The hardest thing about it, I think, is the way my brain continues to be surprised. Each time I expect to see the strong person I have known my whole life, and instead I see someone exhausted and frail. Her mind is as sharp as ever, and my heart hurts knowing that she is acutely aware of everything that is happening to her.
My grandmother ran races and marathons until she was eighty-one years old. She worked out. And I mean, aside from running, she lifted weights. My friends' grandparents did not run or lift weights. She once asked me to polka with her. We were at my uncle's wedding and she wanted to polka. "I don't know how," I'd said helplessly. "That's okay," she'd replied, and she lifted me up off the ground in her strong arms and carried me around that dance floor, polka style. I was seventeen years old.
When I reach for her now, I am aware that she cannot lift me up to polka, but I am still surprised that her hugs are like a whisper. "I love you," they say, and I am grateful.
But I miss her fierceness. I miss seeing her at the dinner table, her elbows propped up, her hands clasped to the side of her face, joining in the conversation. She argued, she laughed, she drank wine with dinner and coffee at dessert. She passed the pasta and she declined the dessert placed in front of her, only to sneak a bite here and there when she thought no one was looking.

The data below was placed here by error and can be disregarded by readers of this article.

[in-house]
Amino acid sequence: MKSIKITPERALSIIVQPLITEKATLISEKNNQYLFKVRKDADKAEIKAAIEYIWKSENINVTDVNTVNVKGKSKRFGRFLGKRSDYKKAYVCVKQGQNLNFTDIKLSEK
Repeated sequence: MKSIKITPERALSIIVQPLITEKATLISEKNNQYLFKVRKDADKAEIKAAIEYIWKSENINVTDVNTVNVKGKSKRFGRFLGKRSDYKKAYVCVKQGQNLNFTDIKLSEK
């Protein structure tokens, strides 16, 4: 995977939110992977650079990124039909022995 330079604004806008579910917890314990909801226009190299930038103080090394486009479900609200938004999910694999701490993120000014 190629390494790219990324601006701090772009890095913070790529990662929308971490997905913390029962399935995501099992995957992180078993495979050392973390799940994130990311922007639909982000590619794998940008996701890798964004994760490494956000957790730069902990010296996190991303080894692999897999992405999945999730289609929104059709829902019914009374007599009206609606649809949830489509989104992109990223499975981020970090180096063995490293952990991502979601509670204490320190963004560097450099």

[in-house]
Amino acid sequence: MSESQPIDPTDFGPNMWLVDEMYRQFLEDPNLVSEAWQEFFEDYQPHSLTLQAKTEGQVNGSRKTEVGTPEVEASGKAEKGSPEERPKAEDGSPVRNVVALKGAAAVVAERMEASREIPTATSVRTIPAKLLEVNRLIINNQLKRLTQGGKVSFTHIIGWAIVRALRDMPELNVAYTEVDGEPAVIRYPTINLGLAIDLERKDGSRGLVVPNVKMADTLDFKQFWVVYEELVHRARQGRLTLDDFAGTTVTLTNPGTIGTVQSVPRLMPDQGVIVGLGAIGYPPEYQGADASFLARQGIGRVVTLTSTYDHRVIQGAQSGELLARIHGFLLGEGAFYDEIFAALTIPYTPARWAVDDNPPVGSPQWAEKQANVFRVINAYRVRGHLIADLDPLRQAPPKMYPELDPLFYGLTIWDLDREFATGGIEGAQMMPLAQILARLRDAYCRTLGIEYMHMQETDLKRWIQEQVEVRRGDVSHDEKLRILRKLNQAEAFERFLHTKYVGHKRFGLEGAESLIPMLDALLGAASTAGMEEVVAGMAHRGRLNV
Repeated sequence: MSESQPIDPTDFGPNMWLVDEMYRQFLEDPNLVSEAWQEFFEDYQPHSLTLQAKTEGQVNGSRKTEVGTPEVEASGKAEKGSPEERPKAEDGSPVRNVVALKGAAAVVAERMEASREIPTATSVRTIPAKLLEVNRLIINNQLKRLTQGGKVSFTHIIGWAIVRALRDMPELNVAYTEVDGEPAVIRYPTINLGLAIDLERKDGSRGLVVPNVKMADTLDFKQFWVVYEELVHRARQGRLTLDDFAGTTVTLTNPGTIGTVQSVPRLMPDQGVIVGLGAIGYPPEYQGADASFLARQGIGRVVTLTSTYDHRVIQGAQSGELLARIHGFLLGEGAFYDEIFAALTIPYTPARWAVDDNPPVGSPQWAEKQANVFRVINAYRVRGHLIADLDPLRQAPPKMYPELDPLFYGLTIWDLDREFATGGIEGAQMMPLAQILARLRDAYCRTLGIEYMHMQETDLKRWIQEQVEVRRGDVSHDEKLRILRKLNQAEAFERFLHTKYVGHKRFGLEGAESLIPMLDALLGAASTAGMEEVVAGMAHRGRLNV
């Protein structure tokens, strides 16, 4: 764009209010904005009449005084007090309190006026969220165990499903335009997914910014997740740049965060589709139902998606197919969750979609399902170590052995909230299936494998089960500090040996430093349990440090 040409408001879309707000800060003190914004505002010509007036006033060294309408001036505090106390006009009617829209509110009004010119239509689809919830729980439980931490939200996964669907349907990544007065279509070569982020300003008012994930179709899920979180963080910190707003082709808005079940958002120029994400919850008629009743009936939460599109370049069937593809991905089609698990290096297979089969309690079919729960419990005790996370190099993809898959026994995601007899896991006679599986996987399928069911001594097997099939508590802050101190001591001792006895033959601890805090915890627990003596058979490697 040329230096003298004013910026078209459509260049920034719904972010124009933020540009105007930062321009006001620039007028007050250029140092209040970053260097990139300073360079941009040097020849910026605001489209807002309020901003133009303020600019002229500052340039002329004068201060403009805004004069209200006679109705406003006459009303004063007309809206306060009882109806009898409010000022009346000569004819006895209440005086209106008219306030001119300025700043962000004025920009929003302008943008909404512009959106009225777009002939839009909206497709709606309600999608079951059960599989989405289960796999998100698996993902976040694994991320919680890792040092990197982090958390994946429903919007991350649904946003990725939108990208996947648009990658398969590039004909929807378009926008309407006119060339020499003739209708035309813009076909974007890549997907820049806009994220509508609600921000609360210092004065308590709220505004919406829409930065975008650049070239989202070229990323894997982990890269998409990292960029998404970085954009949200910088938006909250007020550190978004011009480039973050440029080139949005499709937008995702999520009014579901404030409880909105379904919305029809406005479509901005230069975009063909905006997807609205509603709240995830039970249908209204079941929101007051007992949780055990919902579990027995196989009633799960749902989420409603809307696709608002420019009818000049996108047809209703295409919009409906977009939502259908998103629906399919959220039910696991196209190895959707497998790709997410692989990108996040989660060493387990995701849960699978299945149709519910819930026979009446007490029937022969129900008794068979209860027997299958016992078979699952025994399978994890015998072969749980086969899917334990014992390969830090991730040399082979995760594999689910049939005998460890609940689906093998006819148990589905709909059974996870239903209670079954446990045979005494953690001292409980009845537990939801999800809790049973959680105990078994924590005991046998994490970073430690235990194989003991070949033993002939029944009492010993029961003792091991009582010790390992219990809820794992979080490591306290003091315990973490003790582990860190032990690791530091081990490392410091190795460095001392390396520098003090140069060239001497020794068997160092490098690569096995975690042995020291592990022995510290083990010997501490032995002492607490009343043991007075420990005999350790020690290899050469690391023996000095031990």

I have her eyes. She has always told me that. "Green eyes like Grandma." When I was young and foolish and knew everything and nothing, I'd roll my eyes and wish for blue eyes like my father or brown eyes like the Van Morrison song. But it is her eyes that still hold her spirit. They still have her spark, her lightness. She looks at me with her bright eyes and says what she has always said, "How's my Mary?"
If I close my eyes, I can still see her strong. Her broad shoulders, held straight and proud. I can picture a thousand different times she has found me in a crowded room with her green eyes to say, "How's my Mary?" When I was sick. On every birthday. Christmas night, after she'd finish the dishes and find me sitting at her piano. At Sunday dinner. In the hospital after all three of my children were born. When she held my hand and stared at me hard and said, "You cannot be a writer until you sit down and write."
She is eighty-four years old. She has cancer. And still she fights. She does not run anymore, but for her, the race is not over.
Please pray for my grandma. She is wonderful.